Nonpartisan Primary Resolution Introduced In Arkansas Legislature

Arkansas State Senator Clarke Tucker (Little Rock) has introduced a state constitutional amendment that would implement a nonpartisan top-two primary system in Arkansas similar to the systems in place in California, Washington, and Alaska.

SJR 4 would replace a primary system that divides voters between a Republican and Democratic primary ballot with primaries in which all voters and candidates, regardless of party, participate on a single ballot. The top two vote-getters move on the general election.

"This system puts more power into the hands of the people by making sure all voters, not just primary voters, have a say in who their elected officials are.," tweeted Sen. Tucker.

Voters not affiliated with a political party can participate in Arkansas primaries under the current system. It bars participation from registered third party members and requires independent voters who participate to pick a side each election cycle, red or blue, and they are stuck with the candidates on that party's ballot.

Nonpartisan primaries give all registered voters the freedom to select any candidate from any party they want, as long as the candidate qualifies for the primary ballot -- giving them greater and more meaningful choice in the election process.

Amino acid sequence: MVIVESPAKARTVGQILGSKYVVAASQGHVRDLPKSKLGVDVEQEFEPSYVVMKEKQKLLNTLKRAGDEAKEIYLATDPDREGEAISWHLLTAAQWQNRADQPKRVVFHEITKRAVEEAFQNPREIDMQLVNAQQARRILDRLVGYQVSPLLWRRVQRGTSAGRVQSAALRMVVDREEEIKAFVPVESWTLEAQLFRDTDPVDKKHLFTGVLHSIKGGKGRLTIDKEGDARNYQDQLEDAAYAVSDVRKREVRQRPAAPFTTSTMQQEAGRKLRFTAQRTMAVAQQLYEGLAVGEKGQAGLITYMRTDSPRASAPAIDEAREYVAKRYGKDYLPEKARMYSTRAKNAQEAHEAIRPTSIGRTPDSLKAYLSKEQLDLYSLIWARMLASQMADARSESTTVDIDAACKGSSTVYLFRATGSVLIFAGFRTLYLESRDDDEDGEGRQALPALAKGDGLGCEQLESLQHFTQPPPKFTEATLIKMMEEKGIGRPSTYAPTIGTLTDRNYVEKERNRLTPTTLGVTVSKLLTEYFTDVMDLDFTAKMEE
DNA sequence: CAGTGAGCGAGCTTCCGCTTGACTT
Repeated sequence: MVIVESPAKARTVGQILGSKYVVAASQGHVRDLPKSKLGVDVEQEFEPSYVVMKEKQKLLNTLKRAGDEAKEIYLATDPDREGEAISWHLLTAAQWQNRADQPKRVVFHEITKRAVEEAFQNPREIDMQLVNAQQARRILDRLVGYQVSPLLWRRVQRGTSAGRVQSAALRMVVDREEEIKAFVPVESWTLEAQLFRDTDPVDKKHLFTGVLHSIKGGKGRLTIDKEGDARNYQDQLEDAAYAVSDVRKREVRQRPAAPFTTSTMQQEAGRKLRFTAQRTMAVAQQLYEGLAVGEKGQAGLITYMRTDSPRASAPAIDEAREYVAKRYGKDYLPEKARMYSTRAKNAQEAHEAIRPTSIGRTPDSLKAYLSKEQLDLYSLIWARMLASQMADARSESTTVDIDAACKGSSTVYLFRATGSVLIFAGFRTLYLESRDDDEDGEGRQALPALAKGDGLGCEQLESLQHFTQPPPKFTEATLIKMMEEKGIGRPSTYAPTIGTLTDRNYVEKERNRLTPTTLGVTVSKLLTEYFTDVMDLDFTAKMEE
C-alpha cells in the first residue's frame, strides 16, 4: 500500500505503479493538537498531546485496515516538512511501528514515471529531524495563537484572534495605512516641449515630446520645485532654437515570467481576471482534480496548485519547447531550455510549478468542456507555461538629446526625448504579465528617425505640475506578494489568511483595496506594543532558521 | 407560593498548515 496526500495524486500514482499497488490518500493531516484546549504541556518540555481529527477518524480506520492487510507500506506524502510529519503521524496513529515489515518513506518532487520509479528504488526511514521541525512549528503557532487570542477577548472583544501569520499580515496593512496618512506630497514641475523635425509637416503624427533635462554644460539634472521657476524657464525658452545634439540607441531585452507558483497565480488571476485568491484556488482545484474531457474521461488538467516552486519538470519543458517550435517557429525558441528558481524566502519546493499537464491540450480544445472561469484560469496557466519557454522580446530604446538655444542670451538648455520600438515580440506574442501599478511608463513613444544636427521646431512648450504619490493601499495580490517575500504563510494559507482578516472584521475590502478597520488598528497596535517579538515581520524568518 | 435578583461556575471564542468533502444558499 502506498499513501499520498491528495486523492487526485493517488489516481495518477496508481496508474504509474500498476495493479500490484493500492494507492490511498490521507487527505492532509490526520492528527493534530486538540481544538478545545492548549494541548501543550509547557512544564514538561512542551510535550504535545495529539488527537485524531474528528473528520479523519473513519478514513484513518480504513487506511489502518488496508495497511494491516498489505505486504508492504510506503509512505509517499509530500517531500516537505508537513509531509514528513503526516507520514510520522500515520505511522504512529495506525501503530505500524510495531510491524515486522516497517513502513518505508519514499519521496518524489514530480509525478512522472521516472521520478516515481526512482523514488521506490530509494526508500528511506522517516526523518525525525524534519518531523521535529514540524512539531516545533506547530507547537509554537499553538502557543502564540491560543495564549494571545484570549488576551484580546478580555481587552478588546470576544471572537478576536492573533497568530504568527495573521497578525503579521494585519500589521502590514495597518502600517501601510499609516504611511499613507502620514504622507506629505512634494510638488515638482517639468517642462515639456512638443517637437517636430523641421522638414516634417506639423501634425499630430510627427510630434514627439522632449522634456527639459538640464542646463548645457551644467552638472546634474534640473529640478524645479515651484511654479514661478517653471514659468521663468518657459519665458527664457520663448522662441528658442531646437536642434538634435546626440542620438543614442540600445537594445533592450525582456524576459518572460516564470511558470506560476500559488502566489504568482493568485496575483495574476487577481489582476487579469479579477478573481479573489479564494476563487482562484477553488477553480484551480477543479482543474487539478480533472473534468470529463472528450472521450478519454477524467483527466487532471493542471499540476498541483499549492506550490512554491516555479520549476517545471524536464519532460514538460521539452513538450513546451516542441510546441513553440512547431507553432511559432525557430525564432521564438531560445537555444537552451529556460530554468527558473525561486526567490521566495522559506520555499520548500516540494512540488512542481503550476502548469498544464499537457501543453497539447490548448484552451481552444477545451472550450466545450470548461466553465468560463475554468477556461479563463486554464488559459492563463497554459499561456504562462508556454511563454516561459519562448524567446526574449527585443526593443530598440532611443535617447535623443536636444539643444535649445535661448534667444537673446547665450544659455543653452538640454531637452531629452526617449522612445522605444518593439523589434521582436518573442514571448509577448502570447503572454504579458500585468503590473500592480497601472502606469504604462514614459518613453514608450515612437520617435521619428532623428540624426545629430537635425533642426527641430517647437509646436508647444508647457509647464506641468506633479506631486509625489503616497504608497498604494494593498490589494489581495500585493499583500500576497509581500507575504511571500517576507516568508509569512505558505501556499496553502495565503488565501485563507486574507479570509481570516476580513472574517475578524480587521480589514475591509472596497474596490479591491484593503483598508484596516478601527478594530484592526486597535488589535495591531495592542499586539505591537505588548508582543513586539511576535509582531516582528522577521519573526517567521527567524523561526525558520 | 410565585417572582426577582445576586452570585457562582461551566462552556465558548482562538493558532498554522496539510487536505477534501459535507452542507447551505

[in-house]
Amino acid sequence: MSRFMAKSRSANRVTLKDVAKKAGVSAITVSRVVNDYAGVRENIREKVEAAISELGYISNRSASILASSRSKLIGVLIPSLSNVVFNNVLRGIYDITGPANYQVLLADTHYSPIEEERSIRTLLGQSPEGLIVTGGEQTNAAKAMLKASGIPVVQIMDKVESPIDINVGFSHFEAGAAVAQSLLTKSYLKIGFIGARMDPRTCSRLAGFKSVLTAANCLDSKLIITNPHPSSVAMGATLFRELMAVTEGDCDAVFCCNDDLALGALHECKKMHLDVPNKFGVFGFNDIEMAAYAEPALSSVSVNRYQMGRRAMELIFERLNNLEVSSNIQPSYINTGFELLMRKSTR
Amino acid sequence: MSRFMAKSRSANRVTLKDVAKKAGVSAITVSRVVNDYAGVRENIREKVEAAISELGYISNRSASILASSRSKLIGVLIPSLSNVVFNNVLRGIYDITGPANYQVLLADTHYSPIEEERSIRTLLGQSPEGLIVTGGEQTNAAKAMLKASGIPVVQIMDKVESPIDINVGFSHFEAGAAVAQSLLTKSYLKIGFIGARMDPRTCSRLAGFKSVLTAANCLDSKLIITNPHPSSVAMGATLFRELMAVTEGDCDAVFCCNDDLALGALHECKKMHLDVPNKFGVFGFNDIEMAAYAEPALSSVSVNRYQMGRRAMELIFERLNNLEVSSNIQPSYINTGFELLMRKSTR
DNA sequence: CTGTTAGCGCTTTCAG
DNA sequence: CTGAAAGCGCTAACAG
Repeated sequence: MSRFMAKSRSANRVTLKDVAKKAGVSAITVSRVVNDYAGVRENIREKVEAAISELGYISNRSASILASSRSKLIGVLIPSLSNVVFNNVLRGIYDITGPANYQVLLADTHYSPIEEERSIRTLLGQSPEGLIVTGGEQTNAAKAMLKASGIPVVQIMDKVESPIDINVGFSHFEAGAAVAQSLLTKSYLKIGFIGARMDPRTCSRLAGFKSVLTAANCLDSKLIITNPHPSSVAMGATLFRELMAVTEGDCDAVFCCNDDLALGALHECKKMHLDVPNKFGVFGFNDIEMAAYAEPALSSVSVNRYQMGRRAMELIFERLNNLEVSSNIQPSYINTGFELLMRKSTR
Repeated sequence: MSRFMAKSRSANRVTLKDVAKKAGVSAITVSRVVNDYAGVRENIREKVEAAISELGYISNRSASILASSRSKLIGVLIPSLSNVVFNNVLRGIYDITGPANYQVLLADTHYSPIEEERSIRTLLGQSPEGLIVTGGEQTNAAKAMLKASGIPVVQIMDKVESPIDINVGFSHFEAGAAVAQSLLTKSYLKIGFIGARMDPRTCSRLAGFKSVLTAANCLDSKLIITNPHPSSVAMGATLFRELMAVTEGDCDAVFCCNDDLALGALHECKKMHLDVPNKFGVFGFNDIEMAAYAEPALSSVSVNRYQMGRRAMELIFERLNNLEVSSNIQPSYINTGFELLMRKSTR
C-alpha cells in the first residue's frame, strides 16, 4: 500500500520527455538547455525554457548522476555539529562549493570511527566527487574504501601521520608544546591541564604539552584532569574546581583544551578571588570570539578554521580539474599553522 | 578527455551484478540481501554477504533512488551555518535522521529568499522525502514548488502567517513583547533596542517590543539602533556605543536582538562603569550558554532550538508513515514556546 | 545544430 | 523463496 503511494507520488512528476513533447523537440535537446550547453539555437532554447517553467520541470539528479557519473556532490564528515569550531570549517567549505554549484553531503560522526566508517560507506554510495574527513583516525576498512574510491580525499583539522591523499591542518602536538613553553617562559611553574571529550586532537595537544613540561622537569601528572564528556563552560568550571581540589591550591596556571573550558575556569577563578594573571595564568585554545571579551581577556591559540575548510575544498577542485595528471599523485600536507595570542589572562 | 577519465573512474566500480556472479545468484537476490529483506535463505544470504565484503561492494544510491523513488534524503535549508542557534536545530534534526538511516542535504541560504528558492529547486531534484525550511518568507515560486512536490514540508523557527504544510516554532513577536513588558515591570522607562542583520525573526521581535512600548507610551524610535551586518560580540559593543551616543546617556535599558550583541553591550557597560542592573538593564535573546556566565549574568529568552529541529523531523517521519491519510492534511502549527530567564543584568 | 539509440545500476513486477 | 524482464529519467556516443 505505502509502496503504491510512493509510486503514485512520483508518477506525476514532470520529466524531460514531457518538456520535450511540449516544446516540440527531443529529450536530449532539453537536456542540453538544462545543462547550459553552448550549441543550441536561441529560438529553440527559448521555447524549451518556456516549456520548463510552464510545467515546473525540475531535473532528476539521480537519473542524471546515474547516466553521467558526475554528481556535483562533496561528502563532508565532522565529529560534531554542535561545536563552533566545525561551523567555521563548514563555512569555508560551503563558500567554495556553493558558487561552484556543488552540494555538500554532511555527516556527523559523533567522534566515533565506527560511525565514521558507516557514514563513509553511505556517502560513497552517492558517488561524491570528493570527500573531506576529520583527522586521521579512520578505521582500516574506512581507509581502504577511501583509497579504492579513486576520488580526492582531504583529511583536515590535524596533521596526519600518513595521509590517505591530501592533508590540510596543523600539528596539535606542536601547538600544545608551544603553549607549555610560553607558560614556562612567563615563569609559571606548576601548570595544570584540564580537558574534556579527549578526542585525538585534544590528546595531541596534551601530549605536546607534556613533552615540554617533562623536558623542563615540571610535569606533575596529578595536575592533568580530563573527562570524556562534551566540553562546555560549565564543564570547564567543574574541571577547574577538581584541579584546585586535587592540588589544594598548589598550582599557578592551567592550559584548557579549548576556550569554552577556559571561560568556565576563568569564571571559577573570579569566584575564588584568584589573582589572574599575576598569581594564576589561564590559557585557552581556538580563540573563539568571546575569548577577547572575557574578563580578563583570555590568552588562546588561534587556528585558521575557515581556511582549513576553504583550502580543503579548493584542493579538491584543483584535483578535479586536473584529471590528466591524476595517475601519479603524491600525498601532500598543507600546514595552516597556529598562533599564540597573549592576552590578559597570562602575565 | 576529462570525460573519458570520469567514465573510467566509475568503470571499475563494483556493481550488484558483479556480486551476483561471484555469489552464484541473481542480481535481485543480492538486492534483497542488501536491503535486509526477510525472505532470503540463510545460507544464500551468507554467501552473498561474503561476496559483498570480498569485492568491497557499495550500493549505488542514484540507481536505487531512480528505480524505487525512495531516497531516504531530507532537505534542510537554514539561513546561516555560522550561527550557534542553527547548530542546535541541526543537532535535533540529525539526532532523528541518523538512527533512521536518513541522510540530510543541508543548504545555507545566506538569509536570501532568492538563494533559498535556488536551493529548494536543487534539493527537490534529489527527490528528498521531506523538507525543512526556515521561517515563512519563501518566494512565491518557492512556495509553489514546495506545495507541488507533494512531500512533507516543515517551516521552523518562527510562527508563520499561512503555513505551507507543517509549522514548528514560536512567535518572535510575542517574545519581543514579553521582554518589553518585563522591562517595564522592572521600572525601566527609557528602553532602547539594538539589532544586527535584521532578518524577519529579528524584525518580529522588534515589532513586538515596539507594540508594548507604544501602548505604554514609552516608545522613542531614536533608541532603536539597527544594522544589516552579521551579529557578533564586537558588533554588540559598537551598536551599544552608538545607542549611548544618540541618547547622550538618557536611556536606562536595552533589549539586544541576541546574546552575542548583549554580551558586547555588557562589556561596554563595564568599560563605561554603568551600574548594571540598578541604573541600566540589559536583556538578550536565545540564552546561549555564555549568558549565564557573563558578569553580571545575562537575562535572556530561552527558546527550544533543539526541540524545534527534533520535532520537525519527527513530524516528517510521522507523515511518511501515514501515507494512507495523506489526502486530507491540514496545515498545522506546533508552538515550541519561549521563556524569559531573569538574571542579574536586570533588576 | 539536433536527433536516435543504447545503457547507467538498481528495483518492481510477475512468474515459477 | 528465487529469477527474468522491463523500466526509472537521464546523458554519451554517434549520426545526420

"This means that elected officials have to answer to each and every constituent, not just those voting in the primary," says Tucker.

The Arkansas resolution is modeled after top-two systems in Washington and California. Alaska's nonpartisan primary differs in that it advances the top four vote-getters and the winner of the election is decided in a general election that uses ranked choice voting.

Nonpartisan primaries are growing in popularity as a remedy to noncompetitive elections that offer voters little choice and zero accountability. Nevada voters took the first step to implementing a nonpartisan top-five primary with RCV by voting for the reforms in November. It was one of two elections needed to amend the state's constitution.

Other efforts on the legislative side and ballot referendum process have emerged in Wisconsin, Florida, Missouri -- to name just a handful of emerging or active campaigns.